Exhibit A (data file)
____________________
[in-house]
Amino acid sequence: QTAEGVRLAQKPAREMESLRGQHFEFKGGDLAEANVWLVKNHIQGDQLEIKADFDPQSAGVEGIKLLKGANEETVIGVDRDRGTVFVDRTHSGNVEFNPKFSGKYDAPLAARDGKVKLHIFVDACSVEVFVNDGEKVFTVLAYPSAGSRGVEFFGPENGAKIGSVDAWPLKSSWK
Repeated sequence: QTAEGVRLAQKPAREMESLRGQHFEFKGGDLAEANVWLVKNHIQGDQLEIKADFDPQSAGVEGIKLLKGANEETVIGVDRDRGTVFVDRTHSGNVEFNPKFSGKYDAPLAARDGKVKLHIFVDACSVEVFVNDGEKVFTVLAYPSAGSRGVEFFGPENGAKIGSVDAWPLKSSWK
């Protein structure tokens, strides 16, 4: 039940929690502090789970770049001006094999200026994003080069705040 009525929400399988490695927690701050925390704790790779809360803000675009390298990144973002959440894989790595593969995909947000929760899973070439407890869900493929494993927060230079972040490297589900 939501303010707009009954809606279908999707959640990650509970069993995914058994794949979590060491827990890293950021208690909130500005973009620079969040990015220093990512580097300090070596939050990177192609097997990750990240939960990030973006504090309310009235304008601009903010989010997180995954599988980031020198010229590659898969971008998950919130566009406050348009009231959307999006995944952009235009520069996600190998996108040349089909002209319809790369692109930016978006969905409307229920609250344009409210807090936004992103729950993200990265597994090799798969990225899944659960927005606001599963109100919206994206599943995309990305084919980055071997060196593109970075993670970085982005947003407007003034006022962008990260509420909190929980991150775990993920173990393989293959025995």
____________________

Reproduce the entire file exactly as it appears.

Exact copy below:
[in-house]
Amino acid sequence: QTAEGVRLAQKPAREMESLRGQHFEFKGGDLAEANVWLVKNHIQGDQLEIKADFDPQSAGVEGIKLLKGANEETVIGVDRDRGTVFVDRTHSGNVEFNPKFSGKYDAPLAARDGKVKLHIFVDACSVEVFVNDGEKVFTVLAYPSAGSRGVEFFGPENGAKIGSVDAWPLKSSWK
Repeated sequence: QTAEGVRLAQKPAREMESLRGQHFEFKGGDLAEANVWLVKNHIQGDQLEIKADFDPQSAGVEGIKLLKGANEETVIGVDRDRGTVFVDRTHSGNVEFNPKFSGKYDAPLAARDGKVKLHIFVDACSVEVFVNDGEKVFTVLAYPSAGSRGVEFFGPENGAKIGSVDAWPLKSSWK
């Protein structure tokens, strides 16, 4: 039940929690502090789970770049001006094999200026994003080069705040 009525929400399988490695927690701050925390704790790779809360803000675009390298990144973002959440894989790595593969995909947000929760899973070439407890869900493929494993927060230079972040490297589900 939501303010707009009954809606279908999707959640990650509970069993995914058994794949979590060491827990890293950021208690909130500005973009620079969040990015220093990512580097300090070596939050990177192609097997990750990240939960990030973006504090309310009235304008601009903010989010997180995954599988980031020198010229590659898969971008998950919130566009406050348009009231959307999006995944952009235009520069996600190998996108040349089909002209319809790369692109930016978006969905409307229920609250344009409210807090936004992103729950993200990265597994090799798969990225899944659960927005606001599963109100919206994206599943995309990305084919980055071997060196593109970075993670970085982005947003407007003034006022962008990260509420909190929980991150775990993920173990393989293959025995």